IOW, it is good practice to decide upon and buy your slides _before_ you build your drawers, then pay _very_ particular attention to the required drawer dimensions in the spec sheet.

Don't look now, 'building to code' _is_ building to 'minimum standards'. :)
With a bit of maintenance this house will

You'll do alright then ... I expect all the kitchens I build to outlast the houses they go in, even though I try to build the houses they go in with the same attitude that I build the kitchens. :)
<However, don't expect today's buyer to appreciate that philosophy ....> :(
--
Karl ...
Cell 281-414-0127
  Click to see the full signature.
Add pictures here
<% if( /^image/.test(type) ){ %>
<% } %>
<%-name%>
Add image file
Upload

Oh my, oh my.
The voice of experience is being heard there, eh?
I am gun shy enough the last time I actually made a cabinet with a couple of drawers in it I bought the slides and built a test drawer and opening.
Once bitten, twice shy.
Robert
Add pictures here
<% if( /^image/.test(type) ){ %>
<% } %>
<%-name%>
Add image file
Upload

Yep ... the shop dummy here once made a half dozen nice dovetail drawers and I ended up having to cut them down in height by 5/8" just to get them to work with the already purchased, expensive, under mount slides.
Helluva way to treat dovetails ...
Tried to fire the SOB, but every time I looked in the mirror, there he was again.
--
www.e-woodshop.net
Last update: 10/22/08
  Click to see the full signature.
Add pictures here
<% if( /^image/.test(type) ){ %>
<% } %>
<%-name%>
Add image file
Upload
"Swingman" wrote

Add pictures here
<% if( /^image/.test(type) ){ %>
<% } %>
<%-name%>
Add image file
Upload

Har! You make me laugh buddy. Instead of trying to fire the guy next time, tell him to go have a drink on me. :)
Add pictures here
<% if( /^image/.test(type) ){ %>
<% } %>
<%-name%>
Add image file
Upload

Ouch!
> Tried to fire the SOB, but every time I looked in the mirror, there he was

I know the feeling. Every morning's shave I see that ugly sombitches mug, no matter how hard I try to run him off. But he keeps telling me that he MUST be just about at the end of making all the mistakes that can be made.
Noting the volume of same, I am inclined to agree. He should be on the other side of the curve any day now.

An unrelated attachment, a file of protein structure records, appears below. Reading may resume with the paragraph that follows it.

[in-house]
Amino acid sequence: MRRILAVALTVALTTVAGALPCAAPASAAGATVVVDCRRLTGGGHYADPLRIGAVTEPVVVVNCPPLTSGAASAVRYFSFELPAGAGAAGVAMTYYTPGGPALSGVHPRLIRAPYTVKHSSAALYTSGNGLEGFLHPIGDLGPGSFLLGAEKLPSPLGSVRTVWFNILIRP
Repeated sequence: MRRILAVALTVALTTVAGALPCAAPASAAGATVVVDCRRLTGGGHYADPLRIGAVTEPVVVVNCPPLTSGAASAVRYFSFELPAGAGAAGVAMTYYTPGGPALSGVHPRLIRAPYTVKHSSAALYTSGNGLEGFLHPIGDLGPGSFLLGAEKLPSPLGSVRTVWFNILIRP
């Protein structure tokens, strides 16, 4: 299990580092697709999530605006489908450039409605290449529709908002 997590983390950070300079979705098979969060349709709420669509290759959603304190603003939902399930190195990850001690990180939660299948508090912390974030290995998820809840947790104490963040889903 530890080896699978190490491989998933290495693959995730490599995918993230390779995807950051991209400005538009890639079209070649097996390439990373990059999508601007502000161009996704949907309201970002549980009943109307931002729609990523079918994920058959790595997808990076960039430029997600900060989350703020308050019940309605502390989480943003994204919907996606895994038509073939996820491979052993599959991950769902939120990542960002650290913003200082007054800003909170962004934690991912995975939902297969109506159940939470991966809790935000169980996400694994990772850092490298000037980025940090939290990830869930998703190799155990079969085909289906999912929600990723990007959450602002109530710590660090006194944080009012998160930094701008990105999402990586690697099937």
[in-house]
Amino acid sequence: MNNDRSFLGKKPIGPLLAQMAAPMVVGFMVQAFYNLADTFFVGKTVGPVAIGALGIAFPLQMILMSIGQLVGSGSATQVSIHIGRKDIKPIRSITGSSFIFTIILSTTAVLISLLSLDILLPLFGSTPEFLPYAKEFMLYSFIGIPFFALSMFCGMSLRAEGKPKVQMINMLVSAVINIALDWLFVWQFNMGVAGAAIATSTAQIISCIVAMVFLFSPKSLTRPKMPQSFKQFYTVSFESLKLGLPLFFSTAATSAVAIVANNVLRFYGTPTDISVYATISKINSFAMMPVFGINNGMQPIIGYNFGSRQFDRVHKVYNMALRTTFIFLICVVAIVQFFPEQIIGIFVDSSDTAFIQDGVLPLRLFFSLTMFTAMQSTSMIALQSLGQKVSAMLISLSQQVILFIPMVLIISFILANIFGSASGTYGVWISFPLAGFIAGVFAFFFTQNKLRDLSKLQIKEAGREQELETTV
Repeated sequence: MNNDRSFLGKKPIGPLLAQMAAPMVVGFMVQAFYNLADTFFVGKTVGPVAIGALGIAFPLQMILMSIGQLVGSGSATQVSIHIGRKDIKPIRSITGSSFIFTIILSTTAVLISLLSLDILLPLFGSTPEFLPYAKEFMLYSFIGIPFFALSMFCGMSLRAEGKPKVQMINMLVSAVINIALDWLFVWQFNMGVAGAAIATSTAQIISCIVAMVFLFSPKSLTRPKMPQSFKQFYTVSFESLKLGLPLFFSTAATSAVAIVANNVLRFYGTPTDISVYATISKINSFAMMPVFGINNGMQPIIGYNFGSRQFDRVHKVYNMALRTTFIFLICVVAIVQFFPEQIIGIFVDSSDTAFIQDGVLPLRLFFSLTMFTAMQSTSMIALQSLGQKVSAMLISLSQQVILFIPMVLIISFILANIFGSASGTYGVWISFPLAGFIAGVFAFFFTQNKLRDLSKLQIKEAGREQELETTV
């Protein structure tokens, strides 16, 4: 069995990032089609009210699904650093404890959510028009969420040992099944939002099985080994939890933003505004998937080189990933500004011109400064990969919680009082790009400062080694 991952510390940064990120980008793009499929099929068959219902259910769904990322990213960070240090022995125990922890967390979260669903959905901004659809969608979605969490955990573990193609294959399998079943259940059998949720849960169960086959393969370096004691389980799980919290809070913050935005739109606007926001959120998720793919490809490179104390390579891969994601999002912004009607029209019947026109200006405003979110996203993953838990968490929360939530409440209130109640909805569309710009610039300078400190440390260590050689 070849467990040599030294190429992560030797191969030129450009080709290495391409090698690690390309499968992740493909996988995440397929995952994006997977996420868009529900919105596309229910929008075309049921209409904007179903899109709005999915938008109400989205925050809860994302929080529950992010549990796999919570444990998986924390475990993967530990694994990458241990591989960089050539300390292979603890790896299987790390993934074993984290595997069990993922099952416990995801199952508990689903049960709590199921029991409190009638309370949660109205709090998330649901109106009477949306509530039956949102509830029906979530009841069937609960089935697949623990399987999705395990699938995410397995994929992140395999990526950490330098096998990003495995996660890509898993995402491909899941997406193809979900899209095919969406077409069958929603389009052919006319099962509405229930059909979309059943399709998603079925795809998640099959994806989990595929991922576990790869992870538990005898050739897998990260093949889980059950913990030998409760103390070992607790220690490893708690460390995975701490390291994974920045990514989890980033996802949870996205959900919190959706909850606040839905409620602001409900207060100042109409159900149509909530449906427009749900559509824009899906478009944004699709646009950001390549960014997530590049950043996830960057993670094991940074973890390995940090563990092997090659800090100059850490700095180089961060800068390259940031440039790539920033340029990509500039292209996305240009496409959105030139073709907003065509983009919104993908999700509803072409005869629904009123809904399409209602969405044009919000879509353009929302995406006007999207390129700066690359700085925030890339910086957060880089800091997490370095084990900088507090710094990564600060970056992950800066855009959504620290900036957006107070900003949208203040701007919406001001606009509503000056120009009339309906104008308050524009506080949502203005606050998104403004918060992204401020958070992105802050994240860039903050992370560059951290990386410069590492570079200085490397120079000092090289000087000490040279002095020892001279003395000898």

Robert
Add pictures here
<% if( /^image/.test(type) ){ %>
<% } %>
<%-name%>
Add image file
Upload

Damn! Are those sole inserts still working that good that you are looking in the mirror more often? LOL
Add pictures here
<% if( /^image/.test(type) ){ %>
<% } %>
<%-name%>
Add image file
Upload
Swingman wrote:

My wood is from a local sawmill. It's still piled up in the garage. I will start feeding it into the machinery by new year. I will be ordering the sliders this week.

Sadly there are many that believe code is too much, too expensive and unnecessary. They are the tarpaper shack crowd that inspectors love so much.
I have one for a neighbor. Truly an amazing man. He actually undid work ordered by the the inspector, after his place finally passed inspection. He said it was a waste of lumber. World class redneck.

The container ships keep get larger and larger. These days quality is only skin deep.
All the best of the season
LdB
Add pictures here
<% if( /^image/.test(type) ){ %>
<% } %>
<%-name%>
Add image file
Upload

...and apparently doesn't value his personal time very highly, either...codes are simply standards (UBC, Uniform Building Code, was one, but it is a part of the Legacy codes that comprise the International Code Council where the IBC, International Building Code, was developed and now constitutes the code most approved by US state governments. Whew...and that ain't all, there's another player in the code wars NFPA, National Fire Protection Association, that at this time is kinda the Beta vis a vis VHS...head hurting now...) that allow structures to be built in a more-or-less uniform way and can get very "local" depending on where your building. *Always* pays to check because municipalities are trump in many ways...
cg

Add pictures here
<% if( /^image/.test(type) ){ %>
<% } %>
<%-name%>
Add image file
Upload
On Tue, 16 Dec 2008 20:05:42 -0800, Charlie Groh

'International' - as in just the USA? The Wikipedia entry on the IBC seems to think so.
Residents of the USA often call ISO or IEC standards 'European' despite them being used in over 150 countries worldwide - including the USA. Why? probably because they think 'it wasn't invented here' except ANSI along with many other National Standards Organisations had an input.
FFS why did they not call it the USA ***National*** Building Council or sling the word Federal in there or something? Maybe it's yet another case of 'World Series' syndrome.
Add pictures here
<% if( /^image/.test(type) ){ %>
<% } %>
<%-name%>
Add image file
Upload

...Heh!
cg
Add pictures here
<% if( /^image/.test(type) ){ %>
<% } %>
<%-name%>
Add image file
Upload

Related Threads

    HomeOwnersHub.com is a website for homeowners and building and maintenance pros. It is not affiliated with any of the manufacturers or service providers discussed here. All logos and trade names are the property of their respective owners.